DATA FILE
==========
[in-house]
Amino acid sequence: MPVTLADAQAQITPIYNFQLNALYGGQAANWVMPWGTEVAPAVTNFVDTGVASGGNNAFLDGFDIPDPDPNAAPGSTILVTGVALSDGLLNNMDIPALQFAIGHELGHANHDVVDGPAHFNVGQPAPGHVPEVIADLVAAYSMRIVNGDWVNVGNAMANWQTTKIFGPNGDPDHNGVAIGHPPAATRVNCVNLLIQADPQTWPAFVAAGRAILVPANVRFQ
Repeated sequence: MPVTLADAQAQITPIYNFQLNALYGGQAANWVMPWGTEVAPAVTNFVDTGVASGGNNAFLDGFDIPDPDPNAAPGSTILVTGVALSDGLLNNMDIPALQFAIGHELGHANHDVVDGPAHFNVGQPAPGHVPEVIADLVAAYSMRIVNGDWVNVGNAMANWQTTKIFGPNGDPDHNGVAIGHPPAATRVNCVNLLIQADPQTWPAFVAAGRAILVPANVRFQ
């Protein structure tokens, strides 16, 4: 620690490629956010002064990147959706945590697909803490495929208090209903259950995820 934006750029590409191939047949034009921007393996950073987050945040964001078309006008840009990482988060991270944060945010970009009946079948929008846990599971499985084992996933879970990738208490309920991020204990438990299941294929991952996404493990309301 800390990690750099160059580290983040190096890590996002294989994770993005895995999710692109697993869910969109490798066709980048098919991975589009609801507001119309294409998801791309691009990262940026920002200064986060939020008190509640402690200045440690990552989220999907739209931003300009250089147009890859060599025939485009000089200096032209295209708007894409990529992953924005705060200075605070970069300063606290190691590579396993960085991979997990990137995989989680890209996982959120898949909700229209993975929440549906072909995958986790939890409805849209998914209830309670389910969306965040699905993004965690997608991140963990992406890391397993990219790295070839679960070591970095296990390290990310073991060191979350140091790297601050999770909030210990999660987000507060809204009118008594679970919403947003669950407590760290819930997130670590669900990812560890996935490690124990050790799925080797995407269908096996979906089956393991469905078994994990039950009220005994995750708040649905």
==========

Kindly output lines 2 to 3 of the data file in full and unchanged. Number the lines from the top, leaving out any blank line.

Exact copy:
Amino acid sequence: MPVTLADAQAQITPIYNFQLNALYGGQAANWVMPWGTEVAPAVTNFVDTGVASGGNNAFLDGFDIPDPDPNAAPGSTILVTGVALSDGLLNNMDIPALQFAIGHELGHANHDVVDGPAHFNVGQPAPGHVPEVIADLVAAYSMRIVNGDWVNVGNAMANWQTTKIFGPNGDPDHNGVAIGHPPAATRVNCVNLLIQADPQTWPAFVAAGRAILVPANVRFQ
Repeated sequence: MPVTLADAQAQITPIYNFQLNALYGGQAANWVMPWGTEVAPAVTNFVDTGVASGGNNAFLDGFDIPDPDPNAAPGSTILVTGVALSDGLLNNMDIPALQFAIGHELGHANHDVVDGPAHFNVGQPAPGHVPEVIADLVAAYSMRIVNGDWVNVGNAMANWQTTKIFGPNGDPDHNGVAIGHPPAATRVNCVNLLIQADPQTWPAFVAAGRAILVPANVRFQ